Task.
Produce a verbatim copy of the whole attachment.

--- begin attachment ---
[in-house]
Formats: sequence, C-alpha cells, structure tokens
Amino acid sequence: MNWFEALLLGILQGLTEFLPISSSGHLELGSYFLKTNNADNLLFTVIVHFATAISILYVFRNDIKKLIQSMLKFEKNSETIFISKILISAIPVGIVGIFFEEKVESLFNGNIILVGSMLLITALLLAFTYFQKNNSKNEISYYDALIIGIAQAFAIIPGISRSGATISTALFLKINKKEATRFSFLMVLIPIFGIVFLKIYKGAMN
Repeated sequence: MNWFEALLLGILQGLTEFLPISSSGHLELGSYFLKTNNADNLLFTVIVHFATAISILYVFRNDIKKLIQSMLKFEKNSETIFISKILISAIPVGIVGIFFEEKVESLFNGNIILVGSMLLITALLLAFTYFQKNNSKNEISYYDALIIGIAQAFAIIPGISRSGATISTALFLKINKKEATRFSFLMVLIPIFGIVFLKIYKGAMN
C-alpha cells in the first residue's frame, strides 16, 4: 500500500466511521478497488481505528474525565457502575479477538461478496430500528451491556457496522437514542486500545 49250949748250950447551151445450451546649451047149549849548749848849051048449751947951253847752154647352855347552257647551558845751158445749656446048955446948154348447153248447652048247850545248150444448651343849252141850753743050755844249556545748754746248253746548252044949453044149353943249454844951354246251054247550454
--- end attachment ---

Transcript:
[in-house]
Formats: sequence, C-alpha cells, structure tokens
Amino acid sequence: MNWFEALLLGILQGLTEFLPISSSGHLELGSYFLKTNNADNLLFTVIVHFATAISILYVFRNDIKKLIQSMLKFEKNSETIFISKILISAIPVGIVGIFFEEKVESLFNGNIILVGSMLLITALLLAFTYFQKNNSKNEISYYDALIIGIAQAFAIIPGISRSGATISTALFLKINKKEATRFSFLMVLIPIFGIVFLKIYKGAMN
Repeated sequence: MNWFEALLLGILQGLTEFLPISSSGHLELGSYFLKTNNADNLLFTVIVHFATAISILYVFRNDIKKLIQSMLKFEKNSETIFISKILISAIPVGIVGIFFEEKVESLFNGNIILVGSMLLITALLLAFTYFQKNNSKNEISYYDALIIGIAQAFAIIPGISRSGATISTALFLKINKKEATRFSFLMVLIPIFGIVFLKIYKGAMN
C-alpha cells in the first residue's frame, strides 16, 4: 500500500466511521478497488481505528474525565457502575479477538461478496430500528451491556457496522437514542486500545 49250949748250950447551151445450451546649451047149549849548749848849051048449751947951253847752154647352855347552257647551558845751158445749656446048955446948154348447153248447652048247850545248150444448651343849252141850753743050755844249556545748754746248253746548252044949453044149353943249454844951354246251054247550454